October 23, 2014

Vanderbilt continues Ebola virus preparations

Ebola virus under microscope.

As the Ebola virus strengthens in West Africa and authorities work to prevent the virus from spreading in the United States, Vanderbilt University Medical Center continues its preparations to: safely treat patients with Ebola; educate the general public through the Tennessee Poison Center hotline; and ensure that faculty and staff who have recently traveled to an affected area are appropriately screened for their return to campus.

An Oct. 20 town hall meeting about the Ebola virus conducted by Tom Talbot, M.D., MPH, chief hospital epidemiologist at VUMC, is now available for viewing online. The password-protected video can be seen by visiting the Medical Center’s Department of Infection Prevention website at www.mc.vanderbilt.edu/infectioncontrol.

In addition, Vanderbilt’s Poison Center is fielding calls about the Ebola virus. In partnership with the Tennessee Department of Health, the Tennessee Poison Center (TPC) at Vanderbilt University Medical Center is answering calls from Tennessee residents regarding the Ebola virus.

“Our hope is that any resident who has reasonable concern that they or a family member may have been exposed to the Ebola virus will call the hotline,” said Donna Seger, M.D., professor of Clinical Medicine and director of the TPC. “Their question can be answered and advice given regarding next steps, should any be necessary.”

The Ebola virus Information Hotline can be reached at (877) 857-2945. All calls are free of charge, and will be answered between 10 a.m. and 5 p.m. There are plans to expand the hours of the Information Hotline in the near future. The TPC is certified as the statewide poison control center by the Tennessee Department of Health and is certified by the American Association of Poison Control Centers.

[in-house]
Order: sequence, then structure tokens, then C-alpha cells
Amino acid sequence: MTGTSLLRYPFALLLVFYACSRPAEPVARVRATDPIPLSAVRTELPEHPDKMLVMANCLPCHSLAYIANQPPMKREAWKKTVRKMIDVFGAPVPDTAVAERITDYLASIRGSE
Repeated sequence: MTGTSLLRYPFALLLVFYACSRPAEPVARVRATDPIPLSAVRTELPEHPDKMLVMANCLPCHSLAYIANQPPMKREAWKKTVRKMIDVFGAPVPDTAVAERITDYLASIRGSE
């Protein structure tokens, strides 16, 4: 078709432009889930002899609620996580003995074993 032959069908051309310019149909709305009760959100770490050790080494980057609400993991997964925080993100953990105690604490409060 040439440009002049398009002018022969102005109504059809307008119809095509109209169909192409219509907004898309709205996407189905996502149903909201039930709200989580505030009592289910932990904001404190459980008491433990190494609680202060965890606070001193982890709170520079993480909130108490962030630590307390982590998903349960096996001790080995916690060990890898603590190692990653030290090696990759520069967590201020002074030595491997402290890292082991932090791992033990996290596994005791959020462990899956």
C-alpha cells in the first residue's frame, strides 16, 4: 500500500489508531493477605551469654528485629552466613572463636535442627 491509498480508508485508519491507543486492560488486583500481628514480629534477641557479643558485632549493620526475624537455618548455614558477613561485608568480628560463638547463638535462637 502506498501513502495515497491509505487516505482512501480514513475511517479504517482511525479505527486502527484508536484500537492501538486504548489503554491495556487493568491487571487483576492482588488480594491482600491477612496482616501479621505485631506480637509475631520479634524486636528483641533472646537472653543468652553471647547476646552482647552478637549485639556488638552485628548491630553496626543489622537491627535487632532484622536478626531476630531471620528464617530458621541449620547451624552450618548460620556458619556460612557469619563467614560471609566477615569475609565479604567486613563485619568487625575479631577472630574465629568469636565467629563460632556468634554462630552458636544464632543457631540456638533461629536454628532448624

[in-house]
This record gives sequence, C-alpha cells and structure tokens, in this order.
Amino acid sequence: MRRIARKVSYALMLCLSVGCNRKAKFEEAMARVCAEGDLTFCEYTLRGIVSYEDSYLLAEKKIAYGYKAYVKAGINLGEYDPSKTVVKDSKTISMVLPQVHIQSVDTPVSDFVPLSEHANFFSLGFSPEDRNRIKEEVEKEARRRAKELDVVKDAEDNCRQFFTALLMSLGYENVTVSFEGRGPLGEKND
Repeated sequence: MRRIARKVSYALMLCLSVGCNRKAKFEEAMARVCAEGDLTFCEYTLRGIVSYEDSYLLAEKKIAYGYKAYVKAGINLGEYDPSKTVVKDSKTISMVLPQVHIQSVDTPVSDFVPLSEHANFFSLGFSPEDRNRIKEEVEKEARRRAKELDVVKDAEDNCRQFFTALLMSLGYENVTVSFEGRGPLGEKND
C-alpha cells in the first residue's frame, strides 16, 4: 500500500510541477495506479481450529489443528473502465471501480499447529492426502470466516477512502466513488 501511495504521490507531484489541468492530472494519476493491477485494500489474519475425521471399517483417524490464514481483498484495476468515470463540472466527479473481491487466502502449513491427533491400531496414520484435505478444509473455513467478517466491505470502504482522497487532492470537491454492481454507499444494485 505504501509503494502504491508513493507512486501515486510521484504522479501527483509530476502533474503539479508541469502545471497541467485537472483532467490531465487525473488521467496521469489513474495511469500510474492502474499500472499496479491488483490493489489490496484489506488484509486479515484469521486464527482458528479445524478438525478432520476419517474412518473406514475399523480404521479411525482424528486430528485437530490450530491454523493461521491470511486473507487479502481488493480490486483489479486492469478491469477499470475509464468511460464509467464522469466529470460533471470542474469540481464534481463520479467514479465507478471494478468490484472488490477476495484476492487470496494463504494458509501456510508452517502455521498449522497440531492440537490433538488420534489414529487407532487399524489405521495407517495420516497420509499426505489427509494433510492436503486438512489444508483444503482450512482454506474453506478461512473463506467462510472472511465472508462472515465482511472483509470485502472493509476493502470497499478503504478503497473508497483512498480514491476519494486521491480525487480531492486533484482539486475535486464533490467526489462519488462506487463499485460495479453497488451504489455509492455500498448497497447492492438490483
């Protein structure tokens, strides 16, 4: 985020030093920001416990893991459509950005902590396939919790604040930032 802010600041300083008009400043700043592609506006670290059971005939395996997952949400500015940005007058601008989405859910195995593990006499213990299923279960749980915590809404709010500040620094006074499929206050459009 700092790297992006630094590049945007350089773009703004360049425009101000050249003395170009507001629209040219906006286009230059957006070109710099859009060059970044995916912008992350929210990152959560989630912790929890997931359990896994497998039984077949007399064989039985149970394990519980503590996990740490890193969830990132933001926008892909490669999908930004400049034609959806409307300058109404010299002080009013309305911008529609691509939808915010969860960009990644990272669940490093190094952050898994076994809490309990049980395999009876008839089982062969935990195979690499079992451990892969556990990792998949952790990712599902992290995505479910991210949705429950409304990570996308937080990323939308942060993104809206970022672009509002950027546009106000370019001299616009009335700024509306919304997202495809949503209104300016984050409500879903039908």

And in addition to protocols in place to screen, identify and appropriately isolate patients who have traveled to West Africa and who meet clinical criteria for Ebola exposure, faculty and staff who have traveled to an affected area will also be screened.

“We need to ensure that faculty and staff who have recently traveled to an affected area are screened for their safety to return to campus,” said Melanie Swift, M.D., director of the Vanderbilt Occupational Health Clinic (OHC) and assistant professor of Medicine.

Faculty and staff who have traveled to any Ebola-affected area (currently Sierra Leone, Liberia and Guinea) should monitor their temperature and symptoms for 21 days after leaving the area and should call the OHC at (615) 936-0955 prior to their return to work, Swift said.

Via telephone interview, an OHC clinician will determine the risk of exposure, screen for any symptoms, and advise the employee of any additional monitoring or precautions needed. The OHC will also advise the employee and supervisor regarding when the employee may safely return to work.

As always, international business travelers should schedule a pre-travel evaluation with the Occupational Health Clinic four weeks prior to their departure. At that visit, OHC provides timely disease outbreak information, education on special precautions or monitoring, and all necessary vaccinations and prescriptions.